According to Sun, the Chinese solution for the generational conflict consists of the younger generation capitulating to the older generation. It is only thus that the child's duty (Xiao) can be fulfilled. As harmony is an ideal of Chinese culture, a break with one's parents is not permitted. In this way, according to Sun, no generation was ever able to spread its wings. Instead, each generation was wrecked by its parents only to ruin the following one in turn. Thus individuality is flattened generation after generation. If Western culture may be characterized as the culture of parricide (see the myth of Oedipus), then the Chinese is the culture of filicide. The Cultural Revolution was in many respects diametrically opposed to the deep structure of Chinese society: It was its intention to destroy the traditional striving for harmony and eradicate the traditional hierarchy of thinking and obedience. The tremendous rebellion of youth against the old was intended to revolutionize the culture of filicide (Sun, 1983, 1990). Now we can understand that Wang Junior's saying, “The Cultural Revolution is a culture” has personal revolutionary significance, as did his participation in the protest in Tiananmen Square in June 1989.

Plänkers (2008) has drawn attention to the fact that we must always take the Chinese circumstances into consideration, if we wish to understand how the Chinese ego experiences trauma. In China, bearing and enduring suffering play an important role. Plänkers points out that enduring suffering, without becoming upset or rebelling indignantly, is a sign of maturity in China. Suffering is to be put up as a natural phenomenon. Therefore, the Cultural Revolution too should be understood – like a natural phenomenon – as due to fate and providence. Taking the collective traumatization of the Cultural Revolution into account, the question arises as to whether Chinese society should offer a containment of individual experiences via public discussion in order to integrate them in all their variety. This would be the prerequisite for the individual's ability to associate his traumatic experiences with historical events and thus to close the gap “which traumatic experience has ripped open in individual mentalization” (Plänkers, 2008).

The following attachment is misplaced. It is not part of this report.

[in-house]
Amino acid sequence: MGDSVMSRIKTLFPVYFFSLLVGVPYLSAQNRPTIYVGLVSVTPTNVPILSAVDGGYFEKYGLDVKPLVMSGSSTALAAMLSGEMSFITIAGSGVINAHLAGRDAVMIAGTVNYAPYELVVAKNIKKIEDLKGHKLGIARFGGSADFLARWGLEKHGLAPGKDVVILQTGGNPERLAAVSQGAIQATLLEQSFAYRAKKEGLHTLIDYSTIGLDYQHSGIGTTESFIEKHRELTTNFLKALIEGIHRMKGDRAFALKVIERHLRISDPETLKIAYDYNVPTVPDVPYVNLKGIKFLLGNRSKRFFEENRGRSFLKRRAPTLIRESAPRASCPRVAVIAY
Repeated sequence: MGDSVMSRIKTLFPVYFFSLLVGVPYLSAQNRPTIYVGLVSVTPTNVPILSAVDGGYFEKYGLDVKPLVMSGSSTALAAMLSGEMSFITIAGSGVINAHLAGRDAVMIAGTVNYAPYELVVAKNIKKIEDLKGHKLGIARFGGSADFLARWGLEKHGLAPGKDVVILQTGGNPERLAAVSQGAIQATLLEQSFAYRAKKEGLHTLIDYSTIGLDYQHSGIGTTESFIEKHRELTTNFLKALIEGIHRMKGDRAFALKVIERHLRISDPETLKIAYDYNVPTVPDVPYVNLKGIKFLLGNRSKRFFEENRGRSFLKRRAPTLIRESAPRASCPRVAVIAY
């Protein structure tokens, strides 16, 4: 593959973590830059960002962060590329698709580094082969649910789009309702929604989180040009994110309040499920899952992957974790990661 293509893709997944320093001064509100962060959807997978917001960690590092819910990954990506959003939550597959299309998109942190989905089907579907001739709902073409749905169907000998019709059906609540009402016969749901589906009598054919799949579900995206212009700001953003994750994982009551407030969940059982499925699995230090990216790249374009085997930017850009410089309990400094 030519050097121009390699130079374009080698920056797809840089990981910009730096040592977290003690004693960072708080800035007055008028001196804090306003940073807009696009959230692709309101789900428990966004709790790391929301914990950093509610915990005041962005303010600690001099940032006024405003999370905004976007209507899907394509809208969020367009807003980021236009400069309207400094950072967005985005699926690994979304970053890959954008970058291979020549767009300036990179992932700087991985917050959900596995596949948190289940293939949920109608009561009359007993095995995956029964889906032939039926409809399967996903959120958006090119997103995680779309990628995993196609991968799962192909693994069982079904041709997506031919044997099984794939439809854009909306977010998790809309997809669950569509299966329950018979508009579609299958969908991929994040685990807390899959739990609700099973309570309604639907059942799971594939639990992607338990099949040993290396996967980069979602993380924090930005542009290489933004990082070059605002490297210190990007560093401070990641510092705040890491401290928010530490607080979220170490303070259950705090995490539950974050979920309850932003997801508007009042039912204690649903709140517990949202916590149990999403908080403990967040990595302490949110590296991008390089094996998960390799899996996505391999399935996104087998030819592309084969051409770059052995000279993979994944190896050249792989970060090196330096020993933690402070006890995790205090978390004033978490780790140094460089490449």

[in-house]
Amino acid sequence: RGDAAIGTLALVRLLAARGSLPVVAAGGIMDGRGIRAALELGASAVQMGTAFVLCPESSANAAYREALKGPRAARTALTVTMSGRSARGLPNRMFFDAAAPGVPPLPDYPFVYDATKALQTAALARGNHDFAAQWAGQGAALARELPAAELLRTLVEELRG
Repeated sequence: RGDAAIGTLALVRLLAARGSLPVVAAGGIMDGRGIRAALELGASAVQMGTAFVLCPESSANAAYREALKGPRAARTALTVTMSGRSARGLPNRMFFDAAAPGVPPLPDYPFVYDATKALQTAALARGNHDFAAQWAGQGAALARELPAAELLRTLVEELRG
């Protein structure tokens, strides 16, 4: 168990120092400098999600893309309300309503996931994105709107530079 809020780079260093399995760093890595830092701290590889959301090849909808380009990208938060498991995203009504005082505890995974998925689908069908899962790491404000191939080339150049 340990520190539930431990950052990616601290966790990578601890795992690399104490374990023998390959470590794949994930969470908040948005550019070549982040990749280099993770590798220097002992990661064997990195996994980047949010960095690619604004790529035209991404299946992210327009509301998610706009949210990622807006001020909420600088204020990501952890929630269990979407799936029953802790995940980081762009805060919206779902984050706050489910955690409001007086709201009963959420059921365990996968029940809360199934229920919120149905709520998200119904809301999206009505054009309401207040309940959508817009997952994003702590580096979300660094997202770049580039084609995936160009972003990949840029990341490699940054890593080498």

When we say that Chinese intellectual history has not gone through and known a period of “Enlightenment,” this fact may be described as a significant difference from the Western intellectual tradition. Enlightenment means the critical scrutiny of traditions, preserving the useful and changing outmoded conventions without accepting things simply because they are old. But are there not similarities to be found in comparing the Chinese and Western worlds? In 1922 Bertrand Russell was in Beijing for a year and wrote a book about his experiences entitled The problem of China, which was republished unchanged in 1966. “There is a theory among Westerners,” Russell writes, “that the Chinese are inscrutable and full of secret thoughts, impossible for us to understand … but I was not able to see anything that supported this view, at least during the time that I was working in China.”

My experience in China has been similar to Russell's. Since 2008 I have been taking part in a program of further education with the title ‘Group Analysis for Chinese Psychiatrists and Psychologists’. Before the first group session I feared that I would not be able to distinguish and recognize the faces of the individual group members. As it turned out, this problem did not exist. Group process in this Chinese group was similar to that which I had experienced in Frankfurt. The basic ideas of psychoanalysis are ubiquitous. Just as the laws of physics are valid in China, so are the basic psychological ideas of psychoanalysis. However, we also need to know the cultural context of China in order to apply these basic tenets wisely.